Turkish President Recep Tayyip Erdogan warned on Tuesday that his country had no choice but to act alone in northern Syria after a deadline to jointly establish a "safe zone" with the United States in the area by the end of September passed.
“We have not achieved any of the results we desired in the east of the Euphrates. Turkey cannot lose even a single day on this issue. There is no other choice but to act on our own,” Erdogan said at the parliament’s opening ceremony in Ankara.
“We plan to settle two million people in the safe zones we will establish. We calculated the costs and we will carry out efforts to improve. We will start taking steps as soon as the region is saved from the invasion of terror,” he said.
Erdogan told the United Nations last week he wanted to set up the zone along 480 km of border and reaching 30 km inside Syria. Under the Turkish plan, up to 2 million Syrian refugees would be settled in the safe zone, with international support.
If implemented, the project could halve the number of Syrian refugees sheltering in Turkey from Syria's eight-year conflict, and drive the Syrian Kurdish YPG - which Ankara says is a terrorist group threatening its security - from the border, Reuters said.
While diplomats, analysts and Turkey’s main opposition say Ankara would be unwilling to anger Washington with a military incursion as the allies try to repair strained ties, Erdogan’s comments on Tuesday marked the clearest indication of an offensive in the region.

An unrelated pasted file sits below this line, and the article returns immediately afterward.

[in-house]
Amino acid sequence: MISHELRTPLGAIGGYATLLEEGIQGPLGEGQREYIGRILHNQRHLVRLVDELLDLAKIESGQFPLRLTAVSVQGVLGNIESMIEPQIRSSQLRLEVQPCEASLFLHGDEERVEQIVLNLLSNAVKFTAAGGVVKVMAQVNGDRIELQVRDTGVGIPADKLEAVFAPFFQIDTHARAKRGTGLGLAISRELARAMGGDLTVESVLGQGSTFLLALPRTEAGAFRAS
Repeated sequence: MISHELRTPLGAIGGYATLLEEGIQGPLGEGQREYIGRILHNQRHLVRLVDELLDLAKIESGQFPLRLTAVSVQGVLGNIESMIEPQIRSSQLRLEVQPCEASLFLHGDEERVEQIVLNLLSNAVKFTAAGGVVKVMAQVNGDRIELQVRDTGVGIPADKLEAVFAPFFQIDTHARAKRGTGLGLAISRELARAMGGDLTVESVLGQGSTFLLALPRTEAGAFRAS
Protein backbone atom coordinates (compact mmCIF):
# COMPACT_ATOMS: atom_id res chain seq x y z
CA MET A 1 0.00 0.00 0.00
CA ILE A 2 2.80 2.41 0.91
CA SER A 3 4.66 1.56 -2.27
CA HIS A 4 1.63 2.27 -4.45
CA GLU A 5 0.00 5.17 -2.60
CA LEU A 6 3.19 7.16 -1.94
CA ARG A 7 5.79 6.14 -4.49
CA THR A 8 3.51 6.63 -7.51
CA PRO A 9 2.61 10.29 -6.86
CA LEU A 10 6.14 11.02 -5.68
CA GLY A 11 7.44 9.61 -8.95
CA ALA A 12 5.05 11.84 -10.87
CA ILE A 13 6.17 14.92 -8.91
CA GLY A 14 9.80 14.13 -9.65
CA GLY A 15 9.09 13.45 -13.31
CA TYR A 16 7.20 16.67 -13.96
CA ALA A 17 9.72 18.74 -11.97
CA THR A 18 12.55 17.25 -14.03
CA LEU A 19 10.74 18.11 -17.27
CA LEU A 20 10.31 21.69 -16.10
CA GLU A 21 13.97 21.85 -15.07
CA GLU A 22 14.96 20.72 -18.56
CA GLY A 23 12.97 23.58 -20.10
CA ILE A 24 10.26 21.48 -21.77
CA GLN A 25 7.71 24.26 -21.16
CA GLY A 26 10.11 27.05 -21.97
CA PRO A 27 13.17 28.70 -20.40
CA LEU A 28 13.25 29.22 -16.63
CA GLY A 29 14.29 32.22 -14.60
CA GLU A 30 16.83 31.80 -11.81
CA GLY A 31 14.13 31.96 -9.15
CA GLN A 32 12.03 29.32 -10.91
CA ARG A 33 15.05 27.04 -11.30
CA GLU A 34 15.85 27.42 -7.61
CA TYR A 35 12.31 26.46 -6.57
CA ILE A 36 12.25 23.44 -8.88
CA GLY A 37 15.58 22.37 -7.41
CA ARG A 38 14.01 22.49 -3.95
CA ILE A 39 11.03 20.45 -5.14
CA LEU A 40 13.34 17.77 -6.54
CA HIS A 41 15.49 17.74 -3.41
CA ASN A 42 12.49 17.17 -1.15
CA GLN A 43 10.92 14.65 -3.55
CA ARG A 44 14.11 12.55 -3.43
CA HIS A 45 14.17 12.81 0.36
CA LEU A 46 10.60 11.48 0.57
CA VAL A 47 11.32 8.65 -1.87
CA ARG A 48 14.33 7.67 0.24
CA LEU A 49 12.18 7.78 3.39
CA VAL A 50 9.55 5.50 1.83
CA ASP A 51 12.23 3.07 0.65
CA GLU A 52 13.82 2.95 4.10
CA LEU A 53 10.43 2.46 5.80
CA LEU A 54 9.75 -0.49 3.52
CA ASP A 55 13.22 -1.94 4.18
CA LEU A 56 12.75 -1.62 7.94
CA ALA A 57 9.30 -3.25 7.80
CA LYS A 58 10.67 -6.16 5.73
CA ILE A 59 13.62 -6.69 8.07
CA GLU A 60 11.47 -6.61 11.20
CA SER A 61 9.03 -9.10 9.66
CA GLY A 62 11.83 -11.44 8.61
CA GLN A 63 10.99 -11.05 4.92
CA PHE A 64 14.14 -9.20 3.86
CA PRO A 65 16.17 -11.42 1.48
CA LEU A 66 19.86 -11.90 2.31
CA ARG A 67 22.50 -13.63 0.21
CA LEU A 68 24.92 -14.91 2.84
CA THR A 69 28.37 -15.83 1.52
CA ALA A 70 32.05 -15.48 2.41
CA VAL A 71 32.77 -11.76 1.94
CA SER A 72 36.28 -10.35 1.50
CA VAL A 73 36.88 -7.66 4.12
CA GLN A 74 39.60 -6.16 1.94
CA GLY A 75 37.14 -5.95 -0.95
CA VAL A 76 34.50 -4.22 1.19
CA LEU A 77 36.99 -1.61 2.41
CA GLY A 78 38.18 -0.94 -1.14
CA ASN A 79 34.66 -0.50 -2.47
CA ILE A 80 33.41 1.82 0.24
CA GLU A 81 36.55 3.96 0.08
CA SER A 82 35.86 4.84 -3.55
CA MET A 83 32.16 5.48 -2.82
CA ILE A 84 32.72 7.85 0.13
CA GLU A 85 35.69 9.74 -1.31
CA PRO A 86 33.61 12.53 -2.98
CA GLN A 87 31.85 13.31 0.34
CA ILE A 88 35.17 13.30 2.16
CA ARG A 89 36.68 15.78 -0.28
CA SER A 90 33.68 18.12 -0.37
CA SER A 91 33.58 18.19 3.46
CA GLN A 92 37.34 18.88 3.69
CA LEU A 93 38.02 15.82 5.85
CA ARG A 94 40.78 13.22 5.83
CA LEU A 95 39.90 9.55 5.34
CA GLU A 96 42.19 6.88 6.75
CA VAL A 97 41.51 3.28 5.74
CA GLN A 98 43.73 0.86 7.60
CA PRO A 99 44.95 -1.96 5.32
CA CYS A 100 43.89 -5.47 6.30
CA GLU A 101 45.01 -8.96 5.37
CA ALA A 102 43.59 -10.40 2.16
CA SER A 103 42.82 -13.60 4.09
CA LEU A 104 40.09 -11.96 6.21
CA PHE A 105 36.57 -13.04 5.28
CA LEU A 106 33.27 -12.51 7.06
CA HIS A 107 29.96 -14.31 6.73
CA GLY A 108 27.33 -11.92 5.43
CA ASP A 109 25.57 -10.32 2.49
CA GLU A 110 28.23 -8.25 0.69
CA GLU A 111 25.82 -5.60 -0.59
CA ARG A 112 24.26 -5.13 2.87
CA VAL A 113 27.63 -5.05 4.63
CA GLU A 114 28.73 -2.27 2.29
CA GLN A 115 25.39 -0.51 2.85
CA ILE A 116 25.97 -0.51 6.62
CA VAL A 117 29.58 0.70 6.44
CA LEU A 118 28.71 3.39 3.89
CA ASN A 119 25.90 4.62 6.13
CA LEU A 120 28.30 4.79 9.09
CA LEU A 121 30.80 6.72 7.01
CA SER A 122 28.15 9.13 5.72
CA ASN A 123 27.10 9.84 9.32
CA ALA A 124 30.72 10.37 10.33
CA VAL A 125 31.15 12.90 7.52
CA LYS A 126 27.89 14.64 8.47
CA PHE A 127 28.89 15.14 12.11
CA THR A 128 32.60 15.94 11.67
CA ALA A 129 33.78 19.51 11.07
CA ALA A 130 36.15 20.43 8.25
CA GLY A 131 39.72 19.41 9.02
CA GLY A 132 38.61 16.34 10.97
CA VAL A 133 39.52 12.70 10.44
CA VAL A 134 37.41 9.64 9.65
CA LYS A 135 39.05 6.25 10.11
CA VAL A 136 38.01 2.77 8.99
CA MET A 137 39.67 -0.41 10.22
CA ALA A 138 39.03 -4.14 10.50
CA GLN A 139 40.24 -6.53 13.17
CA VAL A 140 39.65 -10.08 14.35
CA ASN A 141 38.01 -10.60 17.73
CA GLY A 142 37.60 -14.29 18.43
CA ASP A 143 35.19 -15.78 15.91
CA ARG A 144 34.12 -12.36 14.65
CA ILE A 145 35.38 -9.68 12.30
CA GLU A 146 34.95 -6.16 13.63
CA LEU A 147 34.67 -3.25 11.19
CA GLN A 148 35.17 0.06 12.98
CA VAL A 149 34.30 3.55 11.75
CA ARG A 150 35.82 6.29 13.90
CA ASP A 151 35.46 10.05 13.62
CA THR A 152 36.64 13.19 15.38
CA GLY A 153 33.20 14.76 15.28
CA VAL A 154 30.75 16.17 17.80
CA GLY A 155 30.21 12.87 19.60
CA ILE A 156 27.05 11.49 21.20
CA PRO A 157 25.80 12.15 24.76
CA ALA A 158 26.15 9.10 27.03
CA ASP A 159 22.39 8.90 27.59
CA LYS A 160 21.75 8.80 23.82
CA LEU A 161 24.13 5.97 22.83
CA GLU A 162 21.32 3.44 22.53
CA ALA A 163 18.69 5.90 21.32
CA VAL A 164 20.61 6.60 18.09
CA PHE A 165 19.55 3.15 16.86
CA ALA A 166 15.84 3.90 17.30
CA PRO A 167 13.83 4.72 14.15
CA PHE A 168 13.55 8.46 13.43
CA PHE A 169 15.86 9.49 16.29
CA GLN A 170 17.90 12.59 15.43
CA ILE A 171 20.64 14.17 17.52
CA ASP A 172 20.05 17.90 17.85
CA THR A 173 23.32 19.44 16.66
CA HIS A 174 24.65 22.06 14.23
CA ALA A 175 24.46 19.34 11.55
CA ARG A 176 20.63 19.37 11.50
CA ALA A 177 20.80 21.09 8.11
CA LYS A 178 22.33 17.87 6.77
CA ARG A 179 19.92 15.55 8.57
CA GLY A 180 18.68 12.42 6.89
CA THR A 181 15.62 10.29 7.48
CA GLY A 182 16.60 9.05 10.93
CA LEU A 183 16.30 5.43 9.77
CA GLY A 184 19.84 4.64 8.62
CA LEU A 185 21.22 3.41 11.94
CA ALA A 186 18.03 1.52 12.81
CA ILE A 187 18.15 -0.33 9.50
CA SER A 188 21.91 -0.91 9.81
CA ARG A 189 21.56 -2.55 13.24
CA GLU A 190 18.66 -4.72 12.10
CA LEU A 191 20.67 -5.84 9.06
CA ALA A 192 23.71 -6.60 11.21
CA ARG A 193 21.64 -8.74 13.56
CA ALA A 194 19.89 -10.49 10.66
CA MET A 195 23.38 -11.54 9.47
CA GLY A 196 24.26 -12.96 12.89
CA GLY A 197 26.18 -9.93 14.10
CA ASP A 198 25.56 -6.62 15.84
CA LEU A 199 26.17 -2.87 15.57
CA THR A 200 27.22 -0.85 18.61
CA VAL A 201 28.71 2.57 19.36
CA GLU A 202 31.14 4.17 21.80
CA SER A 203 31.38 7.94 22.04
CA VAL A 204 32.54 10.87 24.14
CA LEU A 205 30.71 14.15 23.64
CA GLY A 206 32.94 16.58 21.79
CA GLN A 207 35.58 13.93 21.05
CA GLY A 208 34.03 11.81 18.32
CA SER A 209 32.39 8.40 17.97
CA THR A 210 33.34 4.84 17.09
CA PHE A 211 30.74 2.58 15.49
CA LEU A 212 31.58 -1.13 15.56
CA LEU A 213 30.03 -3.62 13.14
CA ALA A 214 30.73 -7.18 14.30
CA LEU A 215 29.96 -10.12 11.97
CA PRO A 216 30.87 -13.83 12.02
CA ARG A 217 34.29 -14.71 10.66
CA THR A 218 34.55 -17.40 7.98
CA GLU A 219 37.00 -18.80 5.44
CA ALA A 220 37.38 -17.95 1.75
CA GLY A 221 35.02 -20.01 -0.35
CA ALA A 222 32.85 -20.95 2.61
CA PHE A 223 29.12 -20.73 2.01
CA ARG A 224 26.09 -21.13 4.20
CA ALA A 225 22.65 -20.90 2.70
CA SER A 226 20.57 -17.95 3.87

He added that Turkey aimed to host an “international donors meeting” to get funding for its plans in the area, which he said would stretch from the Euphrates river in Syria east to the Iraqi border.
Erdogan has repeatedly called on Turkey’s allies to provide financial support for the plans, including in his speech at the United Nations last month. But Ankara is unlikely to receive a response for any plan that settles people hundreds of kilometers from their homes and alters the demographics of northeast Syria.
The United States agreed to the safe zone as a way to protect its Kurdish allies in Syria and address Turkish concerns about the border, after President Donald Trump announced plans last year to abruptly withdraw 2,000 US special forces troops that helped Kurdish fighters battle ISIS.
But the US troops have yet to leave and Washington and Ankara have so far failed to agree on details. Turkey has accused the United States of dragging its feet and warned that it would take matters into its own hands.
Turkey has already launched two military incursions into northern Syria in the last three years and has stationed troops into the opposition-held Idlib region. It says preparations for another operation are complete.